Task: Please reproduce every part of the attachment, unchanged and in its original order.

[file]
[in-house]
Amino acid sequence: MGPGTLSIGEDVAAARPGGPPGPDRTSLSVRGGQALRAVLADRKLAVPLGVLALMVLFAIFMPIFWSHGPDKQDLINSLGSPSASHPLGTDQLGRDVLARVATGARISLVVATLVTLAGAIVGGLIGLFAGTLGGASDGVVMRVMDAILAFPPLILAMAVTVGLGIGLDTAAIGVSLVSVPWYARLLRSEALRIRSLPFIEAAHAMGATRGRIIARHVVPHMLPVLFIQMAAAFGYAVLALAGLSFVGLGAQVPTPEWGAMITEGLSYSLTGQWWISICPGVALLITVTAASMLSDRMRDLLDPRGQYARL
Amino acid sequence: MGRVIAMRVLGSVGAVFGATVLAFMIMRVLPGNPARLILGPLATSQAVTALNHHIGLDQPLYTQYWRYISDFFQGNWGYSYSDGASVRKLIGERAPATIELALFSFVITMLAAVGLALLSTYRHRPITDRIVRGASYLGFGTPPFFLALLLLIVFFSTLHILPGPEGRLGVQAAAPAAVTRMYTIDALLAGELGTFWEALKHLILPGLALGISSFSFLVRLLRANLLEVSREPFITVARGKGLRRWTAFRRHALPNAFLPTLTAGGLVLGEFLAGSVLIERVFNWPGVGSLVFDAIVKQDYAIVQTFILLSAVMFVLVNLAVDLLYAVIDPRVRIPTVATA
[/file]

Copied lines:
[in-house]
Amino acid sequence: MGPGTLSIGEDVAAARPGGPPGPDRTSLSVRGGQALRAVLADRKLAVPLGVLALMVLFAIFMPIFWSHGPDKQDLINSLGSPSASHPLGTDQLGRDVLARVATGARISLVVATLVTLAGAIVGGLIGLFAGTLGGASDGVVMRVMDAILAFPPLILAMAVTVGLGIGLDTAAIGVSLVSVPWYARLLRSEALRIRSLPFIEAAHAMGATRGRIIARHVVPHMLPVLFIQMAAAFGYAVLALAGLSFVGLGAQVPTPEWGAMITEGLSYSLTGQWWISICPGVALLITVTAASMLSDRMRDLLDPRGQYARL
Amino acid sequence: MGRVIAMRVLGSVGAVFGATVLAFMIMRVLPGNPARLILGPLATSQAVTALNHHIGLDQPLYTQYWRYISDFFQGNWGYSYSDGASVRKLIGERAPATIELALFSFVITMLAAVGLALLSTYRHRPITDRIVRGASYLGFGTPPFFLALLLLIVFFSTLHILPGPEGRLGVQAAAPAAVTRMYTIDALLAGELGTFWEALKHLILPGLALGISSFSFLVRLLRANLLEVSREPFITVARGKGLRRWTAFRRHALPNAFLPTLTAGGLVLGEFLAGSVLIERVFNWPGVGSLVFDAIVKQDYAIVQTFILLSAVMFVLVNLAVDLLYAVIDPRVRIPTVATA